Cogmed is a program for strengthening the brain that consists of 13 memory-improving games for children of all ages and adults. Exercises are spread out over 25 sessions. Based on the user’s performance, the exercises’ difficulty level is changed in real time.
The music of inTime is made to encourage rhythm awareness, focus, timing, and adaptive responses to stress for children, adolescents, and adults. inTime provides a personalized program of listening exercises and movement activities using the body, the voice, and drumming for users to gain a better understanding of how the brain and body interact. inTime was created by Advanced Brain Technologies, also offering the home-based auditory Therapeutic Listening Program®.
The Hip Hop Made Easy Program, which is currently being used in over 2,500 schools and dance studios worldwide, has been transformed by Rhythm Works Integrative Dance into a clinical modality that can be used alongside current therapies and as a means of integrating children with special needs and unique learning differences into inclusive dance classes. The curriculum is appropriate for boys and girls of all ages and can be customized to meet the needs of students. It is offered to therapists, educators and dance teachers.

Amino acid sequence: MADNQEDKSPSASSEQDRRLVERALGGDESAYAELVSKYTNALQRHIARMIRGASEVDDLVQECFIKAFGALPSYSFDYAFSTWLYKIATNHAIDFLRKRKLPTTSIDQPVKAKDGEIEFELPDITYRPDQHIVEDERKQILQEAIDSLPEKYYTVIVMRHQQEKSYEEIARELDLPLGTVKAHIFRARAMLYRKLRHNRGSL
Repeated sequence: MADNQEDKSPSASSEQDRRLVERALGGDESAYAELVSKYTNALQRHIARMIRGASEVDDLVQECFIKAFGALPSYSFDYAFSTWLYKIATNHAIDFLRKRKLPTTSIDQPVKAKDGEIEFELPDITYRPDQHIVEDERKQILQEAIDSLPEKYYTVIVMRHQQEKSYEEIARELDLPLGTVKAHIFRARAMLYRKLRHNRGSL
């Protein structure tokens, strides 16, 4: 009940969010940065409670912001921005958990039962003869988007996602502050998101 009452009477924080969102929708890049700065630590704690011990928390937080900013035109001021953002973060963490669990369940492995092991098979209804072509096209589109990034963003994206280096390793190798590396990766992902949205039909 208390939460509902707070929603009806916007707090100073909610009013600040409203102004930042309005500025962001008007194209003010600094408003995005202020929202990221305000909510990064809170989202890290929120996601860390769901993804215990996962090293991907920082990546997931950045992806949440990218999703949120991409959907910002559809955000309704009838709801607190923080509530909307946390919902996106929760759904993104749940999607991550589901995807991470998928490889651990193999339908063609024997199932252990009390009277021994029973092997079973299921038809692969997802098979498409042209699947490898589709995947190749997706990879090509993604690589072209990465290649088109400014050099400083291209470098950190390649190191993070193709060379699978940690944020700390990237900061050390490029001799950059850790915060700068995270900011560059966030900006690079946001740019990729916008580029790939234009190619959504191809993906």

Who delivers IM?
Interactive Metronome® is delivered by trained healthcare professionals, such as occupational therapists, speech therapists, physical therapists or psychologists.
One day Interactive Metronome Certification training is US$ 149 (The equipment is not included). There are no prerequisites to enter the course. 2 professional certification levels are available.
IM is primarily addressed at professionals and its consumer version remains relatively expensive and requires multiple pieces of equipment when compared to other home-based programs. It can be used as a stand-alone brain training program or as an adjunct therapy with other home-based language programs such as Forbrain®.
- Lee HK, Kim HJ, Kim SB, Kang N. A Review and Meta-Analysis of Interactive Metronome Training: Positive Effects for Motor Functioning. Percept Mot Skills. 2022;129(5):1614-1634. doi:10.1177/00315125221110403